Now this got me thinking…

We as human beings associate certain responses with visual stimuli.

(Now I do apologize for bringing out the professional jargon, but I do have two Masters degrees and sometimes I just cannot help myself.  Please don’t hold this against me.)

What this means is…as we are growing up, (or coming up as the Southern might say) we store EVERYTHING that happens to us in our brains, laying down neural pathways in the process.  The more we have the same experience or response to any event (stimulus) the more automatic becomes our reaction  (response).  Look at it like walking down the same path day after day.  After a while the path becomes more and more distinct and noticeable   And if it is traversed often enough, it becomes deep.  Here comes the old saying..becoming “stuck in a rut”

We all do this and I am no exception.  Ruts can be comfortable though uncomfortable.  Comfortable because they are familiar, uncomfortable because they are..well…ruts!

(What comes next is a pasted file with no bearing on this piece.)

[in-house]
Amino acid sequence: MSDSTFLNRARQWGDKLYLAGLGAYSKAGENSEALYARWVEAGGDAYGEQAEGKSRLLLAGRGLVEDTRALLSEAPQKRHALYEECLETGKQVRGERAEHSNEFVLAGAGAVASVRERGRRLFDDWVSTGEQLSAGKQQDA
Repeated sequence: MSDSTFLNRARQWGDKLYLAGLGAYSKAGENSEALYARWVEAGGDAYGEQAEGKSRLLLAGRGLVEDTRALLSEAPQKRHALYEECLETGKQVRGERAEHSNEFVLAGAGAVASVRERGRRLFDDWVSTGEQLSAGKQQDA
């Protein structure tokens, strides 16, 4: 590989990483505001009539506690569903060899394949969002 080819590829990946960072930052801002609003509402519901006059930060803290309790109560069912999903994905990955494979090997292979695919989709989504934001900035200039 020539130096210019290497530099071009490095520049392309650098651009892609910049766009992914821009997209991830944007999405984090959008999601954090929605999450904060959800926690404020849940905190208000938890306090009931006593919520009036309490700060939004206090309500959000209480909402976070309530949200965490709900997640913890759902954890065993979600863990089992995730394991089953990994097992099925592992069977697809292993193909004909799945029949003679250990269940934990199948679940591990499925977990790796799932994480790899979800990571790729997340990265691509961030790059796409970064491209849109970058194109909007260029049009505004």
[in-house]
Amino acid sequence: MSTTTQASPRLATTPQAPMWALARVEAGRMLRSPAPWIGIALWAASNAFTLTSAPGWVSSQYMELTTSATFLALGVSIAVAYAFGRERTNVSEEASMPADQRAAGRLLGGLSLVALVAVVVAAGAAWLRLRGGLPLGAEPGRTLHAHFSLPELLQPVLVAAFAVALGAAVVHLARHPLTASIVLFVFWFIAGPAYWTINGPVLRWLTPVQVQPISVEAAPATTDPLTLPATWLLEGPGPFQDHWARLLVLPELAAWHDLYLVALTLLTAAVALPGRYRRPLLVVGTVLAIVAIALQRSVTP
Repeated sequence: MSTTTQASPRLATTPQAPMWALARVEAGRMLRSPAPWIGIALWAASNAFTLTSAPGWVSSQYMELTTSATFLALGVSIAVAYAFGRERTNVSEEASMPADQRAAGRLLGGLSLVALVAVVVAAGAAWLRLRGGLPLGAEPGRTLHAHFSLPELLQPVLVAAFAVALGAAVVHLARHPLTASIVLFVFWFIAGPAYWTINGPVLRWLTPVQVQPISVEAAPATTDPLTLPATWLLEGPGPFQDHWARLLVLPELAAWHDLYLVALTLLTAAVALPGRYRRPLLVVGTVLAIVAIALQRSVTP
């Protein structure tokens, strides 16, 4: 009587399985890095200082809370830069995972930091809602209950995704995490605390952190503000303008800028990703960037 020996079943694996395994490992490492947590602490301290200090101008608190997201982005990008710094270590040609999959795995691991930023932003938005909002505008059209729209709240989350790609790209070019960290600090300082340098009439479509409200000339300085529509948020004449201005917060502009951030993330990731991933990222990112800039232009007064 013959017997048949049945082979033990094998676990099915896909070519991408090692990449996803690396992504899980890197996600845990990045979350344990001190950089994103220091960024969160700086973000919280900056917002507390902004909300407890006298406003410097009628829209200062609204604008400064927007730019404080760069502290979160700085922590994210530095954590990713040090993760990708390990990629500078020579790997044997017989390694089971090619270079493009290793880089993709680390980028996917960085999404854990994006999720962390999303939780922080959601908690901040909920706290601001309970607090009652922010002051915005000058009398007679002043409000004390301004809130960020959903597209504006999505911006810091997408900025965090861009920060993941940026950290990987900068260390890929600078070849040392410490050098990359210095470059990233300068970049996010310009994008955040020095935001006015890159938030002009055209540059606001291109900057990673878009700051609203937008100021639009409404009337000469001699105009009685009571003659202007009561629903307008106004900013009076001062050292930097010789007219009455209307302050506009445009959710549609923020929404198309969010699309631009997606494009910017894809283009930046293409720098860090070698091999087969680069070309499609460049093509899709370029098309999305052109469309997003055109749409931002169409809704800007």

I decided to do something about a year ago to jar me out of a rut or two.  I joined a group of Plein Aire (that means painting on location outside in a fancy French way) painters led by Coni Grant (love her work!) in Alamosa, Colorado.  I really hadn’t done much of this before and it was (still is) quite the rut jumper!

The painting above was one of my first gos at this.  I was standing in the mud in front of my full size easel trying to figure out where to put everything. (They make nice compact easels for this purpose but I didn’t have one).  I muddled through and was doing OK when the wind started coming up.  BLAP a very strong gust slammed into my set up, the top of the canvas shot off the easel and made fairly good contact with the front of my body!  I replaced the canvas and did what any creative artist would do…I tried to figure out how to incorporate the body marks into the design.  Hmmmmm  look at that smear, would it be a good wind?  Oh look a thumb mark, maybe I can turn that into a rock!

Then I heard a rumble.  It was faint but it was definitely a rumble.  And along with the rumble a cloud, which was growing bigger and closer, faster than I ever thought was possible.

I looked at my painting..I looked at that cloud……